Before You Start Every Workout
It isn’t just about show. It’s about go too. So before every workout we’re going to do an exercise to focus on shoulder health and function. You’re going to take a resistance tube or band that has light resistance.
Hold both ends of the band. Raise your arms overhead and stretch the band at the top. Lower the band and your arms so the band is behind your back. You should also release the tension on the band. Now come back up with the band so that it’s over your head and stretched.
Finally, lower the band back to the starting position. That’s one rep. Do as many reps as you can for 45-60 seconds. Don’t try to do the max reps possible though. Focus on making each rep a good one. This will not only help you with shoulder function but will serve as a great warm up.
Phase 1 (Weeks 1-4)
Although we’re not trying to set world records for a single lift, that doesn’t mean we shouldn’t train heavy.
So for each of your working sets in this phase, the goal should be to reach failure within the specific rep ranges. That means if the rep range is 6-8 and if you can get 9, go heavier.
Arnold Dumbbell Press
These are still primarily a front delt movement but twisting them as you press can activate the other heads of the delts which helps prepare them for their specific exercises later on. They also help you achieve a great pump.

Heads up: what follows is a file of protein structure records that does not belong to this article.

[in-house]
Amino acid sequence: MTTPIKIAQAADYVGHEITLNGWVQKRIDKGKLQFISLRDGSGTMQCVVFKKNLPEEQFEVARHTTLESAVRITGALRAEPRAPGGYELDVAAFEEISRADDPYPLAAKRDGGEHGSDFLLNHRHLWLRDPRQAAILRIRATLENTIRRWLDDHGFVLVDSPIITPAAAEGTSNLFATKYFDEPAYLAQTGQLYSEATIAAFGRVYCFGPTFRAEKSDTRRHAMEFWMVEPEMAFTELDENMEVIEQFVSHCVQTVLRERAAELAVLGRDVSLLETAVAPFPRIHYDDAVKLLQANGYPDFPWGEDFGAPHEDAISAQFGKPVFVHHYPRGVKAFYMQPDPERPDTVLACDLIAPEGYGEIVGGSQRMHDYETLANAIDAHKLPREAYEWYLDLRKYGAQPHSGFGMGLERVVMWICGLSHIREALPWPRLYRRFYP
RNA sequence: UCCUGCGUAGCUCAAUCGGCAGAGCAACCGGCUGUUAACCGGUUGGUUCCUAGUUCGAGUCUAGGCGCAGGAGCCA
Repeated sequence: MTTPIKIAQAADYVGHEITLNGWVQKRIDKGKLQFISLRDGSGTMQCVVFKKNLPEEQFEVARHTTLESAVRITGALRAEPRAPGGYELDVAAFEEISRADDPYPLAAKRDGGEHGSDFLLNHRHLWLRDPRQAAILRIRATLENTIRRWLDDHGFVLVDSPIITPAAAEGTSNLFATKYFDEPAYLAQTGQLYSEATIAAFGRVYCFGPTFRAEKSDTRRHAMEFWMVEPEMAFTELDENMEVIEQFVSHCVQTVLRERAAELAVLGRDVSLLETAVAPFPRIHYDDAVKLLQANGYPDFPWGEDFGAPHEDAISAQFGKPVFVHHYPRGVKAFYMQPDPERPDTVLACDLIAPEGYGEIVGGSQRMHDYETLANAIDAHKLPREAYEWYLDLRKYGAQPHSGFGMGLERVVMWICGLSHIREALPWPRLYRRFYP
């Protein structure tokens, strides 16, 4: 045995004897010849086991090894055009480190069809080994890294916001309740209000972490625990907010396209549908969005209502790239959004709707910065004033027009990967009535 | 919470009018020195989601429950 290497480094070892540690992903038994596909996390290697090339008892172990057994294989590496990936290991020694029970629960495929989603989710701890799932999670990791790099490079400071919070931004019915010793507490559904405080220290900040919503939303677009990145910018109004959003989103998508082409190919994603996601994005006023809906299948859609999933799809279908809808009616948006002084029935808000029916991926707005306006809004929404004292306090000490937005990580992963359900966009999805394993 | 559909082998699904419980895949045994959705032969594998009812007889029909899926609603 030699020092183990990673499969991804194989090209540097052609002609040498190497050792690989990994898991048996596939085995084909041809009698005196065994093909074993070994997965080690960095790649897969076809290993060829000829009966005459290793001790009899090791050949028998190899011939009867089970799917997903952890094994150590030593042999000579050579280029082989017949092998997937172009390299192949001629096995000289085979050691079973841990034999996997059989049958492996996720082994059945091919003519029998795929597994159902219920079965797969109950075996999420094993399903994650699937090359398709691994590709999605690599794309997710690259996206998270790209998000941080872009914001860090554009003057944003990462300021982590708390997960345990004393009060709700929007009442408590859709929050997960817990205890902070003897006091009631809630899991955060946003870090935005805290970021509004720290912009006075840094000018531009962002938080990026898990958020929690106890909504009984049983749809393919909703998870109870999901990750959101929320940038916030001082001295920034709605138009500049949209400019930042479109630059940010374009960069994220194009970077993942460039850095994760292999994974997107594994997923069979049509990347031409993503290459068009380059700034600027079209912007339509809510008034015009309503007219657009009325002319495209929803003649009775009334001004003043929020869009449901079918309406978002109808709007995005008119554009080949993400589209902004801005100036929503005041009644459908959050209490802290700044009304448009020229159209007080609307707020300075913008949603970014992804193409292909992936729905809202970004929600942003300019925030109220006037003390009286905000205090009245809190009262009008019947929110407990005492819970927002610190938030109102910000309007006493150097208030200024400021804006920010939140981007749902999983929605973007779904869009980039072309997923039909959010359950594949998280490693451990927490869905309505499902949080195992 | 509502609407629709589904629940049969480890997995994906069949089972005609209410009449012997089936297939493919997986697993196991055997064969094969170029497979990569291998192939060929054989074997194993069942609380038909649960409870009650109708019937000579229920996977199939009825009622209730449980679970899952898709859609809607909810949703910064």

If you’re concerned about pressure on your lower back or want to place more emphasis on the front head, use a slight incline. This will recruit the pecs a little more but not so much you should be concerned.
Seated Lateral Raise
The reason you should do these seated is there’s less chance of you using momentum and you have to work harder to maintain form. This is beneficial for the side delts which is our focus here.
Keep a slight bend in your elbow but don’t bend them too much because this can take tension off the delts.
Rear Lateral Raise
It can be hard to feel the rear delts working and they can’t be seen while you’re working them. If you have trouble contracting them, have a partner touch your rear delts while you’re performing this exercise.
It can also be tempting to use momentum but fight that urge. If you have to swing the dumbbells up, go lighter.
One great benefit of cables is that you can keep tension on your muscles throughout the entire range of motion during your rep. There is no chance to relax. So take your time with each rep. Pull in, squeeze the rear delts, and slowly return to the starting position.
You can use any attachment you like on the cable but the rope is the most popular choice since you can spread the ends apart and get a better contraction. Make sure your elbows can go as far back as possible.